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Author Topic: The Sacrament of Confession.  (Read 548 times) Average Rating: 0
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« on: August 07, 2014, 02:29:14 PM »

I would like to know, both, the Catholic and the Orthodox opinion on this, and that is why I post it here on this forum.

I read lately that the Sacrament of Confession went through some changes with time.

That in the beginning of the Church, it was usually public or open confession, but later on, it became little bit private...etc, until how it is today with private confession.

How accurate is that ? and if so, does that change of the power and the accuracy of the Sacrament ?

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« Reply #1 on: August 07, 2014, 05:50:07 PM »

I would like to know, both, the Catholic and the Orthodox opinion on this, and that is why I post it here on this forum.

I read lately that the Sacrament of Confession went through some changes with time.

That in the beginning of the Church, it was usually public or open confession, but later on, it became little bit private...etc, until how it is today with private confession.

How accurate is that ? and if so, does that change of the power and the accuracy of the Sacrament ?



I listened to a GO Arch priest explain it this way, that earlier in the Church it was a bit more of a tight knit community but now the congregations are a lot larger. To me, a public confession sounds like a horrific walk of shame but I think it was suppose to be a place to learn on others for support (like an AA meeting where you "publicly confess"). So now you confess to a spiritual advisory or confessor who you lean on instead.
 
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« Reply #2 on: August 07, 2014, 06:33:35 PM »

I would like to know, both, the Catholic and the Orthodox opinion on this, and that is why I post it here on this forum.

I read lately that the Sacrament of Confession went through some changes with time.

That in the beginning of the Church, it was usually public or open confession, but later on, it became little bit private...etc, until how it is today with private confession.

How accurate is that ? and if so, does that change of the power and the accuracy of the Sacrament ?



I listened to a GO Arch priest explain it this way, that earlier in the Church it was a bit more of a tight knit community but now the congregations are a lot larger. To me, a public confession sounds like a horrific walk of shame but I think it was suppose to be a place to learn on others for support (like an AA meeting where you "publicly confess"). So now you confess to a spiritual advisory or confessor who you lean on instead.
 
Why hold back if everybody's in the same boat?

But then again, I don't even like private confession.
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« Reply #3 on: August 07, 2014, 07:16:14 PM »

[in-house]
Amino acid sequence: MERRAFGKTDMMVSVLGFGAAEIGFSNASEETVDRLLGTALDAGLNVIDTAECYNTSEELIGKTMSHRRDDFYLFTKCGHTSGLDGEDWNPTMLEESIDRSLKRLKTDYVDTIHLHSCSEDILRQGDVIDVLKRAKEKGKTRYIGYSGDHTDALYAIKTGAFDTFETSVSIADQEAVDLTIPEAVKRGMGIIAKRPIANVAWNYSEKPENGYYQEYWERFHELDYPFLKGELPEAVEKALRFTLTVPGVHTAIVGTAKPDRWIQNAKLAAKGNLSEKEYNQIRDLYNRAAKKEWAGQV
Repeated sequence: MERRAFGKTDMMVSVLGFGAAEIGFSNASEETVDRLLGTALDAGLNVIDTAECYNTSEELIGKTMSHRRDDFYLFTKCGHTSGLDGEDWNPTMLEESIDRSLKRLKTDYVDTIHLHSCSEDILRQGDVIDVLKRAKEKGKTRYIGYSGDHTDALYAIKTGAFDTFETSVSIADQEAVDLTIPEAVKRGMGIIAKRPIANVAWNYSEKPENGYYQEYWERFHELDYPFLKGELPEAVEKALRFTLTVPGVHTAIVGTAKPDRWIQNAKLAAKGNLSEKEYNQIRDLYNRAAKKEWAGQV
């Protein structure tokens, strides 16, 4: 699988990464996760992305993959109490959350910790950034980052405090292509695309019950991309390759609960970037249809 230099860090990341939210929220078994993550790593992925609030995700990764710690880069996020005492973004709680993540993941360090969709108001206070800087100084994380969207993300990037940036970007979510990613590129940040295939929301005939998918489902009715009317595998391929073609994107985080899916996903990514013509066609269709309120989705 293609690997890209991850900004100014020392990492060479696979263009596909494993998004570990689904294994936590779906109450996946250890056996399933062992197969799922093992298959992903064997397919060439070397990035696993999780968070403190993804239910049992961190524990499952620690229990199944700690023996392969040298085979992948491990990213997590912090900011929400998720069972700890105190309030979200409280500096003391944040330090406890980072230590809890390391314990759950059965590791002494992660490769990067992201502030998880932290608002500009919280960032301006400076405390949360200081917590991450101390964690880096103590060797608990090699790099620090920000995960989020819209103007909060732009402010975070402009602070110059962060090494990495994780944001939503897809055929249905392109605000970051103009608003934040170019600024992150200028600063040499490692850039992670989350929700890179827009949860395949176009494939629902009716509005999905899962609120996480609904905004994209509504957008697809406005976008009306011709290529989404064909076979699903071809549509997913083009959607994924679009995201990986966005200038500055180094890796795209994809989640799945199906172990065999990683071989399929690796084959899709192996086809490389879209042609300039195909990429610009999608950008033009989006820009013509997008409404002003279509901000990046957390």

I would like to know, both, the Catholic and the Orthodox opinion on this, and that is why I post it here on this forum.

I read lately that the Sacrament of Confession went through some changes with time.

That in the beginning of the Church, it was usually public or open confession, but later on, it became little bit private...etc, until how it is today with private confession.

How accurate is that ? and if so, does that change of the power and the accuracy of the Sacrament ?



I listened to a GO Arch priest explain it this way, that earlier in the Church it was a bit more of a tight knit community but now the congregations are a lot larger. To me, a public confession sounds like a horrific walk of shame but I think it was suppose to be a place to learn on others for support (like an AA meeting where you "publicly confess"). So now you confess to a spiritual advisory or confessor who you lean on instead.
 
Why hold back if everybody's in the same boat?

But then again, I don't even like private confession.

Well, I think the question is whether or not the public confession helps the confessor. It seems to me standing up in front of a bunch of people you don't know and who don't know you and saying all of the twisted things you've done seems like a rather medieval form of public humiliation. The point is to help the sinner heal not punish him.

For instance, I have an anxiety disorder and although I don't currently practice confession, I know that I'd have a tendency to confess sins that I probably haven't actually done. Friends and confessors would know that, but the general attendance wouldn't and would probably avoid speaking to me.
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« Reply #4 on: August 08, 2014, 04:08:21 AM »

Unless someone here inhabits a religious community as tightknit as the ones in the Apostles' day, a lot of these arguments miss the point. I grew up in a community where everyone knew each other as thoroughly as family, and we did practice public confession. However, everyone was far from comprising the bowels toward brothers St. Paul speaks of, or otherwise approaching the spiritual atmosphere in congregations the Apostles founded, and so I think the practice usually misfired, becoming nothing more than punishment by general humiliation.
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« Reply #5 on: August 08, 2014, 04:10:54 AM »

In so many ways the priest iconizes the Church that I'm unsure why the sacrament of confession is always being singled out by Protestants (almost none of whom practice confession as a sacrament, in any form, as tho it were never commanded -- but that's a different point).
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« Reply #6 on: August 08, 2014, 09:16:58 AM »

I'm thinking about the temptation to 'glory in sin'.  I'm sure there are people who  might take pleasure in the attention they would receive. 

Plus we do not want to scandalize others, or tempt them to gossip.

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« Reply #7 on: August 08, 2014, 12:09:19 PM »

In so many ways the priest iconizes the Church that I'm unsure why the sacrament of confession is always being singled out by Protestants (almost none of whom practice confession as a sacrament, in any form, as tho it were never commanded -- but that's a different point).

I think their complaints usually center around the RCC's practice, where if you don't confess to a priest you can't be forgiven.

Also, penance (which I dislike the word anyway) is often misconstrued as penalty, which I think disparages the cross. A better term is reconciliation, which implies that we are healing the damage caused by our sin and consciously shifting ourselves back towards God, which by mortal sin we have turned ourselves away.

I do think you should give Protestants a break, they did afterall split from the RCC which was about 500 years on the wrong track anyway.
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« Reply #8 on: August 08, 2014, 12:39:40 PM »